Okay, you’re finally ready to start building your first online course! There’s a lot of work ahead, but it’s not just busywork. This is the fun, exciting business of finding what your audience needs and crafting a course that will help them achieve a powerful transformation. You’re going to have the chance to talk to people, do research on what’s out there already in your niche, nail down your course topic, and dive into content creation. Then you’re going to share that course with a small group of initial students who will give you great feedback and inspire you onward.
I’m so excited for you, because creating a course from scratch is one of the most rewarding things you can do as an online entrepreneur. There’s a lot to cover, and I’m going to break it all down for you in this chapter. This is where the rubber meets the road, so to speak, so let’s get to it!
The first thing you need to do is figure out your course topic. As we touched on in the previous chapter, this process could look a little different depending on how far along you are in your business journey.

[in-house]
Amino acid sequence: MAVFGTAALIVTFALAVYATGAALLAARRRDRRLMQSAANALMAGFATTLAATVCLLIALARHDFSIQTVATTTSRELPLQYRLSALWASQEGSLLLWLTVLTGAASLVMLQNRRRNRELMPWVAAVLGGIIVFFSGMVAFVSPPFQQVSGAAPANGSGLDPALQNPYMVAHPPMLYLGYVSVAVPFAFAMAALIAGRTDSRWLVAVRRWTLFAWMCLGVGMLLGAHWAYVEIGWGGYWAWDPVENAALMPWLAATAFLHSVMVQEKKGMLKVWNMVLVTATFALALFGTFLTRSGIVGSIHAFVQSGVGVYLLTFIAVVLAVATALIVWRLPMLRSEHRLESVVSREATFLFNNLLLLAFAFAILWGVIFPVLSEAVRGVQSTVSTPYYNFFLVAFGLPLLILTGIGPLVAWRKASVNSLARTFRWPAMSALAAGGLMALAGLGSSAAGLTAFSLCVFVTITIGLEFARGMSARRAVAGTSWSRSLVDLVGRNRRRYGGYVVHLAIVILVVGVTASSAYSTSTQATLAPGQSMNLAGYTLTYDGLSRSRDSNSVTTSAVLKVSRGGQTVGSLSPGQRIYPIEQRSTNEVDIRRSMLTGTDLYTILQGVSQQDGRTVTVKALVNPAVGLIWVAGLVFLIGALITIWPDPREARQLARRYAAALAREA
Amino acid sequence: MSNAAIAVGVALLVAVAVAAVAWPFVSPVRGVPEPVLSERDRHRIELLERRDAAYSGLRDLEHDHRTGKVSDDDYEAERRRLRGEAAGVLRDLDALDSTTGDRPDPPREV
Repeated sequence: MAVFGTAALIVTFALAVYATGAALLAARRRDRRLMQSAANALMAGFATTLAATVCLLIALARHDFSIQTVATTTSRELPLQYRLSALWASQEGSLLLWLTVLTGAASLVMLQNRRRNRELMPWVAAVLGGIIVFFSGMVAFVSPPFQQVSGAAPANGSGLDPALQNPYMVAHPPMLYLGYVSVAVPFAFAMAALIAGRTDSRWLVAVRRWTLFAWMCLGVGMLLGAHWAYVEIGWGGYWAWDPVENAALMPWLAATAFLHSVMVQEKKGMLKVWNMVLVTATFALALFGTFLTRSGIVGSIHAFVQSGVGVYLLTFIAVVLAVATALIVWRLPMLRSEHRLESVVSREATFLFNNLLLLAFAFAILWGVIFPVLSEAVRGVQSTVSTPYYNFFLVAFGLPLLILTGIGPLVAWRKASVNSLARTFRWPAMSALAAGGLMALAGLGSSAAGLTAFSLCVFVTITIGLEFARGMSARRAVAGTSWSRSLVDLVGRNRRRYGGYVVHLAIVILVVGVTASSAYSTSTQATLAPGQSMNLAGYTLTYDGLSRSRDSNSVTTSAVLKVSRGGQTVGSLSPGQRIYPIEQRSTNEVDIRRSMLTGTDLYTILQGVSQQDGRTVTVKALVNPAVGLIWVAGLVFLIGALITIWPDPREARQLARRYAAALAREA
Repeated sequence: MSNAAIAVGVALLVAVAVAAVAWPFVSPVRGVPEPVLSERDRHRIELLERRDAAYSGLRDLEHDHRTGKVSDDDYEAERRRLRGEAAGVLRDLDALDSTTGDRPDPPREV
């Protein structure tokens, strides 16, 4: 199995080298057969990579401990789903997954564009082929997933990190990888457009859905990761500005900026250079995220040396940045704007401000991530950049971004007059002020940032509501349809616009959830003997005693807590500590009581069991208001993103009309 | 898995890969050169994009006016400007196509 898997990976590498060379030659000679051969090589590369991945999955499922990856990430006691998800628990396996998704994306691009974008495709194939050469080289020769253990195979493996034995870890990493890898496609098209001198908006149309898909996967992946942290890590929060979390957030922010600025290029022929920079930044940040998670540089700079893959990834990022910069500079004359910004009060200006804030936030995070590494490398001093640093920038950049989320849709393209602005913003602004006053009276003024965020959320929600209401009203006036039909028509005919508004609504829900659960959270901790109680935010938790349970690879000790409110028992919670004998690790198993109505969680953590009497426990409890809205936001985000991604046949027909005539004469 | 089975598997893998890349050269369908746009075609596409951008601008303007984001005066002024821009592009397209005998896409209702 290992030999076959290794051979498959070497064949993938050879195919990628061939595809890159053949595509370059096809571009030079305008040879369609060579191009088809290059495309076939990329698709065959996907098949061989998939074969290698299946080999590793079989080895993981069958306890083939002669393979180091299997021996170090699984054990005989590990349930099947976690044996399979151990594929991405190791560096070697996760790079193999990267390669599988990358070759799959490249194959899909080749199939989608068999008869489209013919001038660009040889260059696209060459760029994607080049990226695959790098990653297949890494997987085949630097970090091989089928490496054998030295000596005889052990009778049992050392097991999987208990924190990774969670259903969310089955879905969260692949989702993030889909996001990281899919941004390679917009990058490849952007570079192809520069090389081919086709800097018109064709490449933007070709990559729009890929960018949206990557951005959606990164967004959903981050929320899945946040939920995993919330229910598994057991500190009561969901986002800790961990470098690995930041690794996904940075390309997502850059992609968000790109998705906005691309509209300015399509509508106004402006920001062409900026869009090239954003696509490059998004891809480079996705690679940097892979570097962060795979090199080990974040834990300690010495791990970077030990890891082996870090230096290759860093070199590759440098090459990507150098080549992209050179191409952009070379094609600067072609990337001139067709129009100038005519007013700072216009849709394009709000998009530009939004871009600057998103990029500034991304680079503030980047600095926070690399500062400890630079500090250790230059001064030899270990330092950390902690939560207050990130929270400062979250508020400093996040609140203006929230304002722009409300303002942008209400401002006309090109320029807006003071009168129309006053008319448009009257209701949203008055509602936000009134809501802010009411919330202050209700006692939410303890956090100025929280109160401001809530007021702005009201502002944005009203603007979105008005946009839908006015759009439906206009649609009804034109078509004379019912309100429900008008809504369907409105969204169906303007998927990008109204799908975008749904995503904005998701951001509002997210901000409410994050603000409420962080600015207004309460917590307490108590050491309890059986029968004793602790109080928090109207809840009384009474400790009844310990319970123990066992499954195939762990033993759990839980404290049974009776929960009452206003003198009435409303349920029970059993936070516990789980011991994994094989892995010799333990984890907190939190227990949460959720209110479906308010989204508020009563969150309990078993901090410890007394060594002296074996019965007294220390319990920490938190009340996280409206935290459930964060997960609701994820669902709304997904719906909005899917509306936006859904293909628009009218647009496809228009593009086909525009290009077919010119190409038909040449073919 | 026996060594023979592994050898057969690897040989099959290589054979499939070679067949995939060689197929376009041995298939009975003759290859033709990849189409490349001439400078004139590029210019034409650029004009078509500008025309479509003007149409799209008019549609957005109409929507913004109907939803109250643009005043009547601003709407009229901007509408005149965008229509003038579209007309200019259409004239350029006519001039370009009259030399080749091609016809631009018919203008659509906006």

If you’re starting from scratch with little or no audience, you’ll need to do a little more work upfront before creating your course.
The first step for you is to ask yourself these questions:
- What are you good at or passionate about?
- What are you already interested in?
- What experience do you have? What jobs have you done? What skills do you have? What hobbies do you enjoy?
If you really are starting from scratch, then you might find it helpful to get more guidance turning your answers to the above questions into a viable business idea. To help you with that process, I highly recommend you check out my Smart From Scratch course. Smart From Scratch is a hands-on, comprehensive course that enables you to develop a business idea, validate it, and determine if that idea is viable to pursue. You’ll learn how to test whether or not there’s an audience for your business idea.
If you already have an audience, and you’re interested in building a course for them, the first thing to do is start having conversations with your audience, to understand exactly what they’re going through and where they could use your help.
Conversations are the fundamental strategy to figure out what your target audience wants to know more about and needs help with. It’s so important to me to have conversations with my audience that I make the effort to have ten calls with brand-new email subscribers every single month to discover what I can help with and what most people are interested in.
When you reach out and talk to people like this, it takes away the guesswork, and you can have a lot more empathy with your audience when building your course, which is hugely important.